That turned out to be so.
So when we heard that Nora had subsequently asked Gustavo and Giselle Anne to participate in Nora's Tango Week, a celebration of tango that was in its tenth edition this year, we knew we had to go there too. Now a San Francisco institution, Nora's Tango Week has long been the standard by which such festivals in the United States are measured. She was related by marriage to the famous Dinzel family of tangueros, and so is connected in a very direct way to the scene in Buenos Aires. She personally knows everyone who's anyone in tango in Buenos Aires, which effectively means that she's privy to the highest quality of dancer in the world.
A class from Gustavo and Giselle Anne begins simply enough. He is not a tall man, in his forties with very dark hair, who dresses for the classes simply in a pair of slacks, a sport shirt and shoes. Seeing him walk across the street, you would not suspect that you were watching a volcanic arbiter of great dance and a noted historian of the genre.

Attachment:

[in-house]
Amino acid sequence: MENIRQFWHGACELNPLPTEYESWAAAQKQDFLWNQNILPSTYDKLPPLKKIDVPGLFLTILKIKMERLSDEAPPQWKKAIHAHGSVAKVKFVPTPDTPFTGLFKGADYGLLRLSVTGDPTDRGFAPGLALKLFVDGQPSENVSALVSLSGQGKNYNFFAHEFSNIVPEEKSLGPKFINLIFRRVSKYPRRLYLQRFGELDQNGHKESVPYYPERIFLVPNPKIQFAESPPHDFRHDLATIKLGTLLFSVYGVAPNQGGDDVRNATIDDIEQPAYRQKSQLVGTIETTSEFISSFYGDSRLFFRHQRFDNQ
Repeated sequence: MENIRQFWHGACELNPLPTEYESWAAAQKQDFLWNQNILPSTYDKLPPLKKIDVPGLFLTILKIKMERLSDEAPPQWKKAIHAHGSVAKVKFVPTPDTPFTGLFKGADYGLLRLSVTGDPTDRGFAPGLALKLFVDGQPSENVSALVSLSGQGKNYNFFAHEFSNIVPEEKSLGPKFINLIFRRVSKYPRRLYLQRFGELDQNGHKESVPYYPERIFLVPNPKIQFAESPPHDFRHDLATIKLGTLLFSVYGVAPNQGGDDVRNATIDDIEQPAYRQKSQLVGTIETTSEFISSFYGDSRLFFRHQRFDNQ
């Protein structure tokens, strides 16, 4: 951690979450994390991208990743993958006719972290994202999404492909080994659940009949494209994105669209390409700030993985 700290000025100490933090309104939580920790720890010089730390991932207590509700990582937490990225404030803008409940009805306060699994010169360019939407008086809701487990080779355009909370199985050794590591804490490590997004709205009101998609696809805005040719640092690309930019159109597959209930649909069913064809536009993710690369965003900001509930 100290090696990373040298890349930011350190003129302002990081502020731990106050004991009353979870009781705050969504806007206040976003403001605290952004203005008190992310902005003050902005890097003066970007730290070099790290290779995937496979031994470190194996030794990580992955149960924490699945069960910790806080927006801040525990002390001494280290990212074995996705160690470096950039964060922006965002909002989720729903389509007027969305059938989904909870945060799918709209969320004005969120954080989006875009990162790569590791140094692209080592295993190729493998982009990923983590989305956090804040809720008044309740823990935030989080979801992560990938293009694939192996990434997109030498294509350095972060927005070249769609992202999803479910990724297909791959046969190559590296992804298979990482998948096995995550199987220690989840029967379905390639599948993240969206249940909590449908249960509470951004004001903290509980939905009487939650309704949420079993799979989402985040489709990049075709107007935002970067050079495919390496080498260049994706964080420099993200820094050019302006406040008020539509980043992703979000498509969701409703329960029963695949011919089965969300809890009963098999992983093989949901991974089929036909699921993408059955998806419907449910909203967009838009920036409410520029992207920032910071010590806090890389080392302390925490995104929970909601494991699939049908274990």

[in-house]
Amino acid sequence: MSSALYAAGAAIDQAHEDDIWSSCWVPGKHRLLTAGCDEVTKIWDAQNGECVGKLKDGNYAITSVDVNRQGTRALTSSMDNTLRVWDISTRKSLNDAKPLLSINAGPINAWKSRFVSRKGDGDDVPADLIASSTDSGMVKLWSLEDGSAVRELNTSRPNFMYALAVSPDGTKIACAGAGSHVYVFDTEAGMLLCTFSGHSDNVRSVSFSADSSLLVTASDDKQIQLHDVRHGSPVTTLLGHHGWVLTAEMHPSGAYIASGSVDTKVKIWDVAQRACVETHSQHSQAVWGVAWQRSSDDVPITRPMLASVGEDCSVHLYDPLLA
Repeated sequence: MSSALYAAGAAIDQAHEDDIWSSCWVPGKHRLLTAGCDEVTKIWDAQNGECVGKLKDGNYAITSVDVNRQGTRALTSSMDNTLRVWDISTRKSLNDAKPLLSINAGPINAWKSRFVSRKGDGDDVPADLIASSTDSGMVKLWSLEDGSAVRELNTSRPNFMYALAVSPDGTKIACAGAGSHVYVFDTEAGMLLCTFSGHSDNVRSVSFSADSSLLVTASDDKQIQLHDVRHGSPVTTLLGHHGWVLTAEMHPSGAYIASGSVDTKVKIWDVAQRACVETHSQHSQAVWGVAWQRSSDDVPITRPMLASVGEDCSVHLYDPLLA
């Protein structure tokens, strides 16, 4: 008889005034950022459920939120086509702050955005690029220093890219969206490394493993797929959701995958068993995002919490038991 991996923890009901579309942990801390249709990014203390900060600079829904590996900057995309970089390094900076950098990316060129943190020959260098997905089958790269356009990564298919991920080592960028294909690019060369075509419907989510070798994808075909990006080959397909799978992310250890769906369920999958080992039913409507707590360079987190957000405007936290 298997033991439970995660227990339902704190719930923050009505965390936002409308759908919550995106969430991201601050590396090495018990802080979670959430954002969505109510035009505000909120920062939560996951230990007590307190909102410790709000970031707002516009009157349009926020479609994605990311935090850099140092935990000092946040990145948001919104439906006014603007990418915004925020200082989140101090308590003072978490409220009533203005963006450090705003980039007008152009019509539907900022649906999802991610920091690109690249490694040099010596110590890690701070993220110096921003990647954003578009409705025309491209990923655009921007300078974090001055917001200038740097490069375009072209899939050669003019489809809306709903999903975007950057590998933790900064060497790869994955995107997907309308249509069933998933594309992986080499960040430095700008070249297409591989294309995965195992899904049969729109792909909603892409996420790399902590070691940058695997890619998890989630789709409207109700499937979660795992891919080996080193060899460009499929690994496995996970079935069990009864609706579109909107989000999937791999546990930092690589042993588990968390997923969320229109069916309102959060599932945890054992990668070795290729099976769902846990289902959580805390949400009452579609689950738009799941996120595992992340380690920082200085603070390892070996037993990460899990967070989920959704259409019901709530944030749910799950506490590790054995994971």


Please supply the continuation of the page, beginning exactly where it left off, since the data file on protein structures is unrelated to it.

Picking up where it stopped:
Gustavo has been teaching worldwide for many years. Asked in a 2004 interview in the Argentine publication Pagina 12 why so many people outside of Argentina wanted to study tango, he said "It's a dance that offers you a number of answers to the problems of modern life, because it occasions a solution for easing loneliness — a theme that in Europe has become so important — and because it's a guide to communication that goes far beyond language and culture. Besides that, it allows the person to liberate himself, at least for a moment, from the pressure that The State can exercise over him or her, and it's also a kind of game in which the roles of the couple can be rediscovered once again."
He's done a few turns in the movies as well, most famously as one of Sally Potter's partners in her film The Tango Lesson.
A 1999 article in El Clarín, one of the two major Buenos Aires dailies, laid out succinctly Gustavo’s importance to the development of contemporary tango. Talking about the innovative styles of dance that were coming at the time from the Buenos Aires neighborhood Villa Urquiza and from the Club Almagro, the article stated, "You could say that three stylistic tendencies contend for supremacy (in Buenos Aires), Urquiza's style, Almagro's style and Naveira's style."